Effect of HG-1 Inoculation on Soil Physicochemical Properties
The physical and chemical properties of soil are closely related to crop growth. After 30 days of planting the wheat, The pH, and K content were significantly lower than original soil (P < 0.05). The EC, organic C, Na and Ca content significantly higher than original soil (P < 0.05). After 30 days of inoculation with the HG-1 strain, the physical and chemical properties of soil as well as its nutrient contents were significantly altered. The pH (an increase of 2.40%) and EC (an increase of 7.92%) of uninoculated soil were significantly higher than those of inoculated soil (P < 0.05). The Olsen P (an increase of 29.39%), available N (an increase of 18.46%), exchangeable K (an increase of 10.96%), and organic C (an increase of 14.19%) were significantly higher in the inoculated soil than those in the uninoculated soil (P < 0.05) (Table 4).
Effect of HG-1 Inoculation on Plant Growth Under NaCl Stress
The effect of HG-1 inoculation on wheat biomass indices under salt stress was characterized by performing independent sample t-tests (P < 0.05). Results revealed that wheat growth under salt stress was significantly increased in plants inoculated with the HG-1 strain compared with control plants. In inoculated plants, the root length increased by 19.15% (P < 0.05), shoot length increased by 18.83% (P < 0.05), fresh weight (FW) increased by 16.67% (P < 0.05), and dry weight (DW) increased by 17.96% (P < 0.05) compared with control plants (Table 5).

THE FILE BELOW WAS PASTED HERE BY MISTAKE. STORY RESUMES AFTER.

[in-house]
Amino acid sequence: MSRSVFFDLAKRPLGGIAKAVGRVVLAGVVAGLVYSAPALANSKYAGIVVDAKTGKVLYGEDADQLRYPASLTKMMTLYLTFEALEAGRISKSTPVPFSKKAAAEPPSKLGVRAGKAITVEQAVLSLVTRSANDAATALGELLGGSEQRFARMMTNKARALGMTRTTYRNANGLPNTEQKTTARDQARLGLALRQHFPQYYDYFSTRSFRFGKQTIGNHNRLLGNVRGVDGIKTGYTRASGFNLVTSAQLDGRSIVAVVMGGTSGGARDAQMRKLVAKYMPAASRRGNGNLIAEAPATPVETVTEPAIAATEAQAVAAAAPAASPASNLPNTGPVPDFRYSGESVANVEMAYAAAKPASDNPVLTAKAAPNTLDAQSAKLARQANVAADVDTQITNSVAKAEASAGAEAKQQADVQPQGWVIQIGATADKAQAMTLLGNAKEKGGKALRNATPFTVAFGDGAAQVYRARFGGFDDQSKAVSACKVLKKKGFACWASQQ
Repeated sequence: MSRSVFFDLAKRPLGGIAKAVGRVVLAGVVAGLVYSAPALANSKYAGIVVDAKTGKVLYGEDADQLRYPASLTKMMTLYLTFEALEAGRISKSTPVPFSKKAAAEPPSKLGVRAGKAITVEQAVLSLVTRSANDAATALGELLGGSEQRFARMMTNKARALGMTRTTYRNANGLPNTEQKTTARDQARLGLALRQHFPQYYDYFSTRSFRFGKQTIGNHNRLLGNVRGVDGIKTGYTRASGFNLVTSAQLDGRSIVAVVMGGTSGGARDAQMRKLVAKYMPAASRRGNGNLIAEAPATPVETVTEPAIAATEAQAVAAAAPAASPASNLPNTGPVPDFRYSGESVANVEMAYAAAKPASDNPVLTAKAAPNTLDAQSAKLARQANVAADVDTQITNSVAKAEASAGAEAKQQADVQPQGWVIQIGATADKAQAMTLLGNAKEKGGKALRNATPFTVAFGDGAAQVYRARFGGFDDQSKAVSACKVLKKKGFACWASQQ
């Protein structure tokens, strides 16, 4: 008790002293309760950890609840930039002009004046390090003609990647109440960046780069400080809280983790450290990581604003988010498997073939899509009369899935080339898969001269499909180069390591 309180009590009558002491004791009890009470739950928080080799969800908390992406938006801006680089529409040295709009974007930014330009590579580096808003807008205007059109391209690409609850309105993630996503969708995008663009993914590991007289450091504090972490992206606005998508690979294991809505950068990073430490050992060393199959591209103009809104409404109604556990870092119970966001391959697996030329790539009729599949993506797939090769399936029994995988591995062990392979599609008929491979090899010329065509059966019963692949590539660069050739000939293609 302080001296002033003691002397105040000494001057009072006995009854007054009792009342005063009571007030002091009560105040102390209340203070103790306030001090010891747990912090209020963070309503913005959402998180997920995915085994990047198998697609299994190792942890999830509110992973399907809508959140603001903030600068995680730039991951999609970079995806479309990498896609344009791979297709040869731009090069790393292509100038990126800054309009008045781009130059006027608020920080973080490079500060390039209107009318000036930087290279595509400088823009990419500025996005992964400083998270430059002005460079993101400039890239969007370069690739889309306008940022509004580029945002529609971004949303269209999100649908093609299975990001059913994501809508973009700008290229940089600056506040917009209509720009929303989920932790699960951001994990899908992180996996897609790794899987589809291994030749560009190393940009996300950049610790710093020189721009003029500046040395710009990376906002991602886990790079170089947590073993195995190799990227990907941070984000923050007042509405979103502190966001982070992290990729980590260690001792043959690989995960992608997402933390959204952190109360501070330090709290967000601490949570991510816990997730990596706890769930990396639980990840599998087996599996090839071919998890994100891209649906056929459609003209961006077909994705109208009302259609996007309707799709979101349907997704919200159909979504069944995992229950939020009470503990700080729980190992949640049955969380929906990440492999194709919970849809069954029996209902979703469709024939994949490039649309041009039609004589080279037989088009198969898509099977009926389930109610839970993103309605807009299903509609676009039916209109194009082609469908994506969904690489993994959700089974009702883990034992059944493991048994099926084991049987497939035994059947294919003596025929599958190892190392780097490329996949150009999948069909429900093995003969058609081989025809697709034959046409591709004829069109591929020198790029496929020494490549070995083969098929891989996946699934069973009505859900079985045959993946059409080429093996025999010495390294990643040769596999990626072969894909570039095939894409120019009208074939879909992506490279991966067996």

Factors that affect plant osmotic regulation, such as the total contents of protein, proline, soluble sugar, and malondialdehyde (MDA), were measured to assess the effects of HG-1 inoculation on wheat resistance to salt stress. In inoculated plants, the soluble sugar content of wheat leaves increased by 4.51% (P < 0.05), the total protein content increased by 29.85% (P < 0.05), and the proline content increased by 12.43% (P < 0.05) compared with those in uninoculated plants. We then compared the MDA level in investigated plants because MDA levels reflect the level of lipid oxidative damage induced by salt stress. The MDA levels in inoculated plants decreased by 27.26% (P < 0.05) when compared with those in the uninoculated plants (Table 5).
To investigate the role of the HG-1 strain in alleviating wheat ion stress, we measured differences in Na+, K+, and Ca2+ concentrations in inoculated and uninoculated wheat seedlings. The ion analysis results revealed a difference in the ion concentrations of inoculated and uninoculated plants. The Na+ concentration in inoculated wheat seedlings was significantly lower than that in uninoculated seedlings (31.43%, P < 0.05), whereas the concentrations of K+ (20.69%) and Ca2+ (57.53%) were significantly higher in the inoculated plants than those in the uninoculated plants (P < 0.05) (Table 5).
Microbial Diversity Response to HG-1 Inoculation in the Wheat Rhizosphere Soil
Miseq sequencing technology was used to sequence the nifH gene of the nitrogen-fixing organism, and a total of 261,659 original sequences with an average length of 398.31 bp were identified from six samples. After the screening, 136,578 valid sequences were obtained. A 97% similarity check revealed 799 operational taxonomic units (OTUs), which were obtained using an OTU analysis of nonrepeating sequences. We determined that CK and HG-1 shared 319 OTUs, 277 OTUs were identified in CK alone, and 203 OTUs were identified in HG-1 alone (Figure 2A). The microbial diversity index gradually increased with the number of sequencing bars, and the dilution curve became smooth at the last stage, which indicated that sequencing data reached saturation (Figures 2B, C), and thus that this study could cover most species of the nitrogen-fixing bacterial community in wheat rhizosphere soil.
Figure 2 Different treatment samples generate venn diagram, microbial dilution curve and aroma curve based on OUT level. (A) venn diagram showing the unique and shared OTUs between different treatments; (B) nitrogen-fixing bacteria dilution curve; (C) nitrogen-fixing bacteria Shannon-wiener curve.